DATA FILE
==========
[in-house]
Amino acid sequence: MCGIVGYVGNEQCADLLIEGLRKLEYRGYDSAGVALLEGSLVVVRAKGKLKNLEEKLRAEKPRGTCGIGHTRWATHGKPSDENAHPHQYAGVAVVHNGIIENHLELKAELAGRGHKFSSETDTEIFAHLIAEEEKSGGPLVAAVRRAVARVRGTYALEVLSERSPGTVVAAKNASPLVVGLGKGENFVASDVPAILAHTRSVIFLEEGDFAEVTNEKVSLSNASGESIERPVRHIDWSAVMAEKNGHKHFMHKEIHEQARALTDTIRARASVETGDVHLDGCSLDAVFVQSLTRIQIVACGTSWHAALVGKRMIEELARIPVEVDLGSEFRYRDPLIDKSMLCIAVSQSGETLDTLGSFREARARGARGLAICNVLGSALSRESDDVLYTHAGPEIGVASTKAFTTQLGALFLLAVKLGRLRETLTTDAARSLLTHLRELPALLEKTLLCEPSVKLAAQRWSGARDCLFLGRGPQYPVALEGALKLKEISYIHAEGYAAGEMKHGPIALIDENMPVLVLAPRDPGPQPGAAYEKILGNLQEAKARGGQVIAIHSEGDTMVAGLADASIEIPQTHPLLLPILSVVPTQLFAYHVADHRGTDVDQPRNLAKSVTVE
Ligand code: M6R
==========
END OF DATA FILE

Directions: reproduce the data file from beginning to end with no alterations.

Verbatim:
[in-house]
Amino acid sequence: MCGIVGYVGNEQCADLLIEGLRKLEYRGYDSAGVALLEGSLVVVRAKGKLKNLEEKLRAEKPRGTCGIGHTRWATHGKPSDENAHPHQYAGVAVVHNGIIENHLELKAELAGRGHKFSSETDTEIFAHLIAEEEKSGGPLVAAVRRAVARVRGTYALEVLSERSPGTVVAAKNASPLVVGLGKGENFVASDVPAILAHTRSVIFLEEGDFAEVTNEKVSLSNASGESIERPVRHIDWSAVMAEKNGHKHFMHKEIHEQARALTDTIRARASVETGDVHLDGCSLDAVFVQSLTRIQIVACGTSWHAALVGKRMIEELARIPVEVDLGSEFRYRDPLIDKSMLCIAVSQSGETLDTLGSFREARARGARGLAICNVLGSALSRESDDVLYTHAGPEIGVASTKAFTTQLGALFLLAVKLGRLRETLTTDAARSLLTHLRELPALLEKTLLCEPSVKLAAQRWSGARDCLFLGRGPQYPVALEGALKLKEISYIHAEGYAAGEMKHGPIALIDENMPVLVLAPRDPGPQPGAAYEKILGNLQEAKARGGQVIAIHSEGDTMVAGLADASIEIPQTHPLLLPILSVVPTQLFAYHVADHRGTDVDQPRNLAKSVTVE
Ligand code: M6R